In what can only be described as a bold and broad reaching effort to reform a system that has made headlines for decades, Sen. John Kavanagh and Rep. Quang Nguyen are working to overhaul the laws that have been characterized as creating an environment that is ripe for corruption and abuse.
On the Senate floor Tuesday, February 28th, SB1038 passed with bipartisan support in a 27-2 vote with SB1291 passing with broad bipartisan support on Wednesday, March 1st. Both bills are now headed to the House of Representatives and are the product of hours of cooperative efforts between advocates, court representatives, and lawmakers in an effort to correct the issues that have brought stories of abuse, loss of freedom, familial separations, and tremendous loss of personal finances and liberty.
Since the 2014 story of Marie Long, once a millionaire, who died destitute due to the abuses from her court appointed guardian and conservator was covered by Laurie Roberts and the Arizona Republic, advocates have fought for changes to this system. While minor changes were achieved a decade ago, the effort to repair what remained broken in the system did not end. Advocates have since shared stories of being denied due process, personal freedom, family visitation with elderly parents, with a loss of financial freedom, and physical neglect in care homes among other issues.
The grassroots effort advocating for the reform current Arizona laws that guide the probate courts has been championed by Sherry Lund, who founded the advocacy group “5 14 Protecting Liberty” dedicated to reforming probate laws nationwide through abiding by the intent of both the Fifth and Fourteenth Amendments. Lund is unwavering in her commitment and said, “The Constitution is the law of our land, we cannot allow court rules or state statutes, or failure to follow those court rules and state statutes, to override our Bill of Rights by denying individuals their due process, respect for their personal directives, and a jury of their peers. It’s important to express my gratitude to the courts for their collaboration in this process of working toward a goal that is so needed. All involved agree, the time is now for these changes to our laws.”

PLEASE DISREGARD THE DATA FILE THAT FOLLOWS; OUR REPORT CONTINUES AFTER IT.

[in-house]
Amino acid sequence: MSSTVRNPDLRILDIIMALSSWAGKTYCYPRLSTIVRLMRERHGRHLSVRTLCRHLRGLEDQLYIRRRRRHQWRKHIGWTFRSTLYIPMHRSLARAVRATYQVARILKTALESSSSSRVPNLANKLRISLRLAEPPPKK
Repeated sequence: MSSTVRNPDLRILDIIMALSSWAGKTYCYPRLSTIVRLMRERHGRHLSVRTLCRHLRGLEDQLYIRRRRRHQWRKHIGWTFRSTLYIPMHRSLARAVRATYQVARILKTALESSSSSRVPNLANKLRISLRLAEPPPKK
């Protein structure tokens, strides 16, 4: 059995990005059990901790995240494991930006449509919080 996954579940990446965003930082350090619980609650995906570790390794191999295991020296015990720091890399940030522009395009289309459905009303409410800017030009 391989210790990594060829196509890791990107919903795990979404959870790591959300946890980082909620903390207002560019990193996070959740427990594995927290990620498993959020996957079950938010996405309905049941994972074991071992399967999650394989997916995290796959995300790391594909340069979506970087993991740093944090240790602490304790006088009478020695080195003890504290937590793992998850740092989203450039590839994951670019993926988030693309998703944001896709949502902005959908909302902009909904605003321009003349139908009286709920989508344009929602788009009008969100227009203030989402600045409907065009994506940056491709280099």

The pair of bills look to achieve a two-fold approach to addressing the issues proactively, taking care of immediate needs and looking to the future for continued improvement. SB1038 is a forward reaching bill and returns the Probate Advisory Panel, with the responsibility to file an annual report to the legislature for continuous improvement in the probate process as they are identified. Addressing issues known to need immediate attention, SB1291 will require an increased level of evidence needed before a private citizen can have their individual rights restricted and codify into law the necessity for the individual’s directives, Power of Attorney and valid directives, to be a priority in determining who can be named a guardian or conservator.
Senator John Kavanagh-R, sponsor of both bills, speaking on the Senate floor Tuesday called probate law “very complicated” and had this to say, “We are working with the courts, with attorneys, with people who are involved with probate rights. It’s an area that really deserves good study.”
After the passage of SB1291 on Wednesday Sherry Lund said, “With over $50 billion in assets under management of guardians or conservators, the threat of corruption is real. People have been waiting for decades for these reforms, all the while they are separated from their families, unable to make even the most basic decision for themselves, and some have even had their personal wealth liquidated. The Advisory Panel is a huge accomplishment, but we cannot wait for a year to address the issues we know are a problem today. The combination of both bills is what will be required to ensure people are protected and probate law in Arizona is Constitutionally sound.”
Yes very costly and when the judges don’t even listen to the testimony nor enforce what was agreed upon, its frustrating.
Probate cases cost $11K -$12K minimum in court and legal fees.
It’s an industry for theives.